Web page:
I have been a woman, consistently, for 36 years. And though I never spent many of those years reflecting on that specific part of who I am too much, looking back I can say that living up to all of my hopes, dreams and expectations for myself as a woman has been the hardest and most rewarding aspect of my life.
Today is International Women’s Day. Earlier in the week The New York Times published a study showing that more men named John and David hold CEO positions than any woman in America. A few days later, coverage of Ellen Pao’s accusations against Klenier Perkins Caufield and Byers, and the subsequent Silicon Valley trial began. Women have come a long way toward winning equality, but these events illuminate the goals we should focus on next.
Sexism is like racism in that while the overt kind does happen, it's most often subtle and because of this most people don’t believe it still exists. I know otherwise, but I want to be careful to elaborate that I don’t necessarily believe it is intentional most of the time. Ingrained beliefs and perspectives can be tough to break. And asking people to recognize those areas where they may be incorrect, and then to change, is never an easy ask.
I discovered Maya Angelou’s children’s book, Life Doesn’t Frighten Me, illustrated by Jean-Michel Basquiat, a few years ago. I cherish this book, along with The Little Prince, and hold it close to my heart—I’m sentimental that way. I imagine myself as a mother one day reading the poem to my own daughter, and the lessons on being brave and strong that I would teach her.
That new classroom where
Boys all pull my hair
(Kissy little girls
With their hair in curls)
They don’t frighten me at all.
Don’t show me frogs and snakes
And listen for my scream,
If I’m afraid at all
It’s only in my dreams.
When I look at the way strong women who speak out today are intimidated—women in male dominated fields like Anita Sharkeesian; women like Emma Watson—I see a need for teaching this kind of strength ever more. And I worry. Because this is what we teach our little girls. Women are encouraged as we grow up to be brave and strong—in very different ways than little boys are taught the same thing—and then as we reach adulthood we find that lesson tested time and again. As we grow older we experience that we need to be strong without losing our vulnerability, speak out but in an understanding and accommodating way. When a group of men catcall to us as we walk down the street, we’re expected to smile and respond positively. If we stand up for ourselves in a more powerful way, we’re viewed negatively and risk ridicule. It’s a difficult line to walk. It takes a confident and secure person to walk it every day.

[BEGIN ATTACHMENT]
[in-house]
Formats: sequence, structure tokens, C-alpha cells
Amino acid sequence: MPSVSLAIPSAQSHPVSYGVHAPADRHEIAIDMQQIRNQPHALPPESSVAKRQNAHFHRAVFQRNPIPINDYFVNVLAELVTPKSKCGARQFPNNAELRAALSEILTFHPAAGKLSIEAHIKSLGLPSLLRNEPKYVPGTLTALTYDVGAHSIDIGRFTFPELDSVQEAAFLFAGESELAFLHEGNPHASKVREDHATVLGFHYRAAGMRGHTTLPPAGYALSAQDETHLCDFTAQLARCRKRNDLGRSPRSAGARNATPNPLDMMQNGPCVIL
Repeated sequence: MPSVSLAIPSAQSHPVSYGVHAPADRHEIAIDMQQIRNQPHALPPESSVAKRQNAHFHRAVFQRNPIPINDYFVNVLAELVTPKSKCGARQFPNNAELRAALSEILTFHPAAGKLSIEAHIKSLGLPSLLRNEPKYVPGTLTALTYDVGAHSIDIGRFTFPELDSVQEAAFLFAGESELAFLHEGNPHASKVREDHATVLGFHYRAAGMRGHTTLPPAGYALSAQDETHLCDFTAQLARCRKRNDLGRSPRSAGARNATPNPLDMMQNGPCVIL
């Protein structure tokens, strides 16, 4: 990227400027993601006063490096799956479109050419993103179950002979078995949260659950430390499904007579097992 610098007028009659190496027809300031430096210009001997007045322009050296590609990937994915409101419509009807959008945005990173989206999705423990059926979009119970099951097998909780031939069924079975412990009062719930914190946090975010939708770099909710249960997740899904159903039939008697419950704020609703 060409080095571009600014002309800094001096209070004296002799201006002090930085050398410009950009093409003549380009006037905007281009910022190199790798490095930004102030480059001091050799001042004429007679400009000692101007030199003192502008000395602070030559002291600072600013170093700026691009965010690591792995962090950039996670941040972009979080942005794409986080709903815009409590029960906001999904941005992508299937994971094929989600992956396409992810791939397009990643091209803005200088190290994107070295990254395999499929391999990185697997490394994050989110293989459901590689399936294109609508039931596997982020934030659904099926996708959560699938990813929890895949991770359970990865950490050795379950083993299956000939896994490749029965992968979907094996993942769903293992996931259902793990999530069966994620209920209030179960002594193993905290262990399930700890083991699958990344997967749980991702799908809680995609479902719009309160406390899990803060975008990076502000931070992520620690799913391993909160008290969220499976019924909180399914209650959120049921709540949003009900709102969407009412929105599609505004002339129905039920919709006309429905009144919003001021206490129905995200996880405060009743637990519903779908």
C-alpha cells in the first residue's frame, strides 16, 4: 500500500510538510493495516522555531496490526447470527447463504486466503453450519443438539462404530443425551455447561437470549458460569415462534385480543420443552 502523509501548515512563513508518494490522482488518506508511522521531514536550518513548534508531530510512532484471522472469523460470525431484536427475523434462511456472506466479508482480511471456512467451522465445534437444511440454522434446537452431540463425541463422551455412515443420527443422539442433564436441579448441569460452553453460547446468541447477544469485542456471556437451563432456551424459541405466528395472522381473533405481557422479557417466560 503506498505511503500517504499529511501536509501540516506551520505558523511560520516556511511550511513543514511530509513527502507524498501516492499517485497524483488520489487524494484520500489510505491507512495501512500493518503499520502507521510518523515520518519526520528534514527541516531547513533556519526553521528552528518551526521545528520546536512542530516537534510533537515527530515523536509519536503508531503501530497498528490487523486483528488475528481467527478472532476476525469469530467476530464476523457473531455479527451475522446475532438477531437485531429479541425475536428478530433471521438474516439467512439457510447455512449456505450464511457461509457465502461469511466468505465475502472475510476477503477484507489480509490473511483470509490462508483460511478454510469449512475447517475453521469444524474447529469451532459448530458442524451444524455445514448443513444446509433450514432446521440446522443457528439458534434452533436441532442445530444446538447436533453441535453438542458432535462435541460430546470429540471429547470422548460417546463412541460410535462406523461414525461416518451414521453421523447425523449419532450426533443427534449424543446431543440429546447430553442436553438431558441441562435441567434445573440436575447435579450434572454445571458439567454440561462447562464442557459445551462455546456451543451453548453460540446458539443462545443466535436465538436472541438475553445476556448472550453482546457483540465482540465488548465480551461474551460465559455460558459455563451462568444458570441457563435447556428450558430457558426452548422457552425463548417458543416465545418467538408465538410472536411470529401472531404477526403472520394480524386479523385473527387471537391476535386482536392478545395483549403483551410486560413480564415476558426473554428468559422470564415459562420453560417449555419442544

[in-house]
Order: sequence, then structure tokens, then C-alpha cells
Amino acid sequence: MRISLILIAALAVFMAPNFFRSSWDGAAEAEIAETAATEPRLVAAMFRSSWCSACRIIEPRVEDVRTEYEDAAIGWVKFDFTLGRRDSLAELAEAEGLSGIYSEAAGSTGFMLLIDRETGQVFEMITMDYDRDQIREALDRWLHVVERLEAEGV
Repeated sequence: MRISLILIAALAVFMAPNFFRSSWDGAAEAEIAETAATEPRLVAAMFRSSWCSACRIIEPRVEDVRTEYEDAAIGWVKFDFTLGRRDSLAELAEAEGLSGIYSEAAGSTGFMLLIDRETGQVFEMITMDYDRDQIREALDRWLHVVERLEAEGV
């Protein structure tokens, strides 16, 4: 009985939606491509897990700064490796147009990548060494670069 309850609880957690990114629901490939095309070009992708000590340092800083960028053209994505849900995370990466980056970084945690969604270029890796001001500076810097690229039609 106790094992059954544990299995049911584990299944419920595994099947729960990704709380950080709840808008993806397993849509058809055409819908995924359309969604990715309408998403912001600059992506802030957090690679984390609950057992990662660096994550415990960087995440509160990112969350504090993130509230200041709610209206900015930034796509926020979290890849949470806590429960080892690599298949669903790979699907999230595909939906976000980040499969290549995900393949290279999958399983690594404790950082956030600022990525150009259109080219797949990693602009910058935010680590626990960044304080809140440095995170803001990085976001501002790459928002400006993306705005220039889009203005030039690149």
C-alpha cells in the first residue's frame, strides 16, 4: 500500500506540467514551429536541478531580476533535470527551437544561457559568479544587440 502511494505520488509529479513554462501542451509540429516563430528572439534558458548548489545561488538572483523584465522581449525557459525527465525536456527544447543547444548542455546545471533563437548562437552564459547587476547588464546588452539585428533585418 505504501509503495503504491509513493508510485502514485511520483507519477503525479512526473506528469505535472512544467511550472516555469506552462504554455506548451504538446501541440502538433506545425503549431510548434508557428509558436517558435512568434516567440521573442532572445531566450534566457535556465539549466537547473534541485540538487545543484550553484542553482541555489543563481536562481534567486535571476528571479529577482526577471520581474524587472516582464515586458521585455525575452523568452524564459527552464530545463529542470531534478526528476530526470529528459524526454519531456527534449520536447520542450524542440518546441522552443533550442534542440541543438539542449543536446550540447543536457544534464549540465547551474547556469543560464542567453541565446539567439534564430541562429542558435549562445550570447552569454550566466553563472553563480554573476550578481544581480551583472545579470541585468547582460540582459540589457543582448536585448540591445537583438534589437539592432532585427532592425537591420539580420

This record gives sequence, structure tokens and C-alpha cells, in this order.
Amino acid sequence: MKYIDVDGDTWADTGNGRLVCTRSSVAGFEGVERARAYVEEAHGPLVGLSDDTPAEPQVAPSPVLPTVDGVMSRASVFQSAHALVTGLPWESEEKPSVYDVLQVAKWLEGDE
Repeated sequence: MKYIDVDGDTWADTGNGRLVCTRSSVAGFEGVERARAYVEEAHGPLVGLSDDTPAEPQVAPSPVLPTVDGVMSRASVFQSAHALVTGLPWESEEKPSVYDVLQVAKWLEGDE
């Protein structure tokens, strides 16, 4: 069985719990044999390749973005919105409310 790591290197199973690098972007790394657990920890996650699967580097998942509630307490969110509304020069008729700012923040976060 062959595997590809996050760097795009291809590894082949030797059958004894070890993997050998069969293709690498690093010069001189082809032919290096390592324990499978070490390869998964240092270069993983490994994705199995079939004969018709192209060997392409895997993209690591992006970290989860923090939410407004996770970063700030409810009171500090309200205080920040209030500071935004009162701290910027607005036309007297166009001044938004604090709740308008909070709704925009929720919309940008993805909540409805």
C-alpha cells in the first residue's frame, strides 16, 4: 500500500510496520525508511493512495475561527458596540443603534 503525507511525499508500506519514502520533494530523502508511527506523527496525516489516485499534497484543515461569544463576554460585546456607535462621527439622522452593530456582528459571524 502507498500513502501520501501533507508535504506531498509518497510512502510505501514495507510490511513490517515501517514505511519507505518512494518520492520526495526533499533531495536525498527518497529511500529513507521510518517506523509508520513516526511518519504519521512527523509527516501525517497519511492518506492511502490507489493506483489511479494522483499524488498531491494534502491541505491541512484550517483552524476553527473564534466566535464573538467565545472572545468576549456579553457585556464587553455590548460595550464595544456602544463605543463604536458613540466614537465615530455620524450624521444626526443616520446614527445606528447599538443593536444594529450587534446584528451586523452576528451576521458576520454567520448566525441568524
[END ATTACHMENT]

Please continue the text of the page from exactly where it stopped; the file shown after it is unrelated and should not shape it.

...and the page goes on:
I don’t know how many other women and young girls I speak for, but I go through periods of feeling strong, powerful and on top of my game, to feeling small and silly after someone attempts to knock me down a few pegs because they mistakenly think I’m acting cocky. Any time I find myself feeling small and silly I remember that I have a backbone and I make the choice to stand tall and keep moving forward. But it’s not always easy. I like to think of it this way: if I speak up and say something someone doesn't like or agree with and that I am then chastised for, that's okay. Getting a reaction just proves that I'm already starting to make a difference. Next comes compromising without backing down on my views—another fine line to walk but one that is well worth learning how to.
Still, the fact remains, to know that you'll be automatically viewed by some people as lesser-than because you're a woman is hard. This view remains the default for too many people. Men's rights have always come first. It's time we start to see women's rights come first more often, and it's time we all stop viewing each other with ingrained sex-based judgements. Most importantly, it's time to recognize that we're teaching our girls and young women to be strong, and then penalizing them when they act strong. Something's got to give.
I wanted to use the above excerpt from Maya Angelou’s poem to illustrate something that no boy, or man, can ever outwardly see—the difference in the way little boys and girls perceive innocent teasing. To a little girl, such teasing is usually intimidating.
Should we punish boys, or men, for unintentional intimidation? No. But, I think, at the heart of this is the need for both sexes to develop empathy and a willingness to understand the way others perceive our actions, and I think we should work at holding each other accountable for this. Intentional intimidation? Well that’s a different story.
I don’t know what comes next as we work towards gender equality. The best thing I can think to say to anyone who cares as much as I do, is that both sexes should do our best every day to walk tall, stand strong, judge less, practice empathy, treat each other with respect, and never ever lose respect for ourselves. It’s not easy to treat another with respect when you feel that person is not respecting you. But this is the test we must pass if we want to keep moving forward.